Game Development Reference

In-Depth Information

3.3.4 Divide and conquer with dominion preprocessing by

progress measure lifting

The algorithms in Sections 3.3.2 and 3.3.3 apply very distinct techniques to

e
ciently solve parity games with a large and small, respectively, number

of priorities relative to the number of vertices. In this section we show

that the two techniques can be successfully combined to improve the worst-

case running time from
O
(
dm

(
n/
(
d/
2))
d/
2
)=
O
(
n
d/
2+
O
(1)
) of the latter

algorithm to
O
(
n
d/
3+
O
(1)
), which is the best currently known for parity

games with
d
=
O
(
√
n
). The improvement requires a vital modification of

the progress measure lifting algorithm from Section 3.3.3.

In Section 3.3.3 we have introduced sets
M
D
of (
d/
2)-tuples of non-negative

integers (
x
d−
1
,...,x
3
,x
1
), where for each odd
q
the component
x
q
is bounded

by the number
n
q
of vertices of priority
q
in a set
D

·

V
. We argued that this

set was su
ciently large to express the values of the pointwise-lexicographic

least game parity progress measure, and the algorithm
progress-measure-

lifting
(
G
) computed the least progress measure by iterative application of

the
lift
(

⊆

,v
) operators.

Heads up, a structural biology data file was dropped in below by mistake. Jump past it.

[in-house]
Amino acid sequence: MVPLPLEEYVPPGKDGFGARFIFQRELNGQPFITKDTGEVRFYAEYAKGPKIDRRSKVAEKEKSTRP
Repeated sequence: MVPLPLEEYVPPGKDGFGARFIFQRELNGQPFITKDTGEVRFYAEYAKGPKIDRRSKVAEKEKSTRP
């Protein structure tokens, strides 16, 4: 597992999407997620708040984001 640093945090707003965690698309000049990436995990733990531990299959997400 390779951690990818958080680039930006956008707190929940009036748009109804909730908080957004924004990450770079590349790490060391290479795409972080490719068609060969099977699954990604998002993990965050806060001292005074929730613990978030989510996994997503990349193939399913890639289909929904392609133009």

In this section, for all integers
b>
0, we consider an alternative set
N
b

of (
d/
2)-tuples of non-negative integers (
x
d−
1
,...,x
3
,x
1
) that satisfy the

·

condition
odd
q
x
q
≤ b
. Note that for every
b>
0, the set
N
b
∪{}
is

totally ordered by the lexicographic order on (
d/
2)-tuples of numbers, and

the
lift
(
·,v
) operators can be appropriately modified to select only values in

the set
N
b
∪{}
.

We argue that using sets
N
b
, for appropriately chosen numbers
b
, instead

of using the set
M
V
, turns the algorithm
progress-measure-lifting
(
G
)into

an e
cient procedure for computing 0-dominions of moderate size, or estab-

lishing that no small 0-dominions exist. It is routine and straightforward to

adapt the algorithm
progress-measure-lifting
(
G
) to compute 1-dominions of

moderate size, or establishing lack thereof, too.

These combined procedures for computing 0-dominions and 1-dominions

of moderate size are then used in a modification of the dovetailing algorithm

parity-win-dominion
(
G
) from Section 3.3.2, instead of using the brute-force

search procedure
dominion
(
G,
). We will refer to this modification of pro-

cedure
parity-win-dominion
(
G
) as procedure
parity-win-dominion
†
(
G
), the

details of which are presented in Figure 3.5. Note that the procedure
parity-

win
‡
(
G
), that is used in procedure
parity-win-dominion
†
(
G
), is a copy of

the procedure
parity-win
(
G
) from Section 3.3.1 in which both recursive calls

parity-win
(
G
) and
parity-win
(
G
) have been replaced by calls
parity-win-

dominion
†
(
G
) and
parity-win-dominion
†
(
G
), respectively.

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